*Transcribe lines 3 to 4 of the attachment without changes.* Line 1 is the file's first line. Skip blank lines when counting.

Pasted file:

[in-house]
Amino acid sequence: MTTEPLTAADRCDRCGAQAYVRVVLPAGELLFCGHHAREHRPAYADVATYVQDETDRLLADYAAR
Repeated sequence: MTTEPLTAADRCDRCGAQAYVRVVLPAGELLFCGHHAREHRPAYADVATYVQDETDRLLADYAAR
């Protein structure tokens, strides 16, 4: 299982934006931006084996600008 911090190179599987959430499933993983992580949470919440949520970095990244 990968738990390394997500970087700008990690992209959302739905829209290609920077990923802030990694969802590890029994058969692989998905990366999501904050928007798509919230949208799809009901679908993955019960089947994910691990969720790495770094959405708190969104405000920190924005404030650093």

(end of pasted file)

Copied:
Repeated sequence: MTTEPLTAADRCDRCGAQAYVRVVLPAGELLFCGHHAREHRPAYADVATYVQDETDRLLADYAAR
């Protein structure tokens, strides 16, 4: 299982934006931006084996600008 911090190179599987959430499933993983992580949470919440949520970095990244 990968738990390394997500970087700008990690992209959302739905829209290609920077990923802030990694969802590890029994058969692989998905990366999501904050928007798509919230949208799809009901679908993955019960089947994910691990969720790495770094959405708190969104405000920190924005404030650093």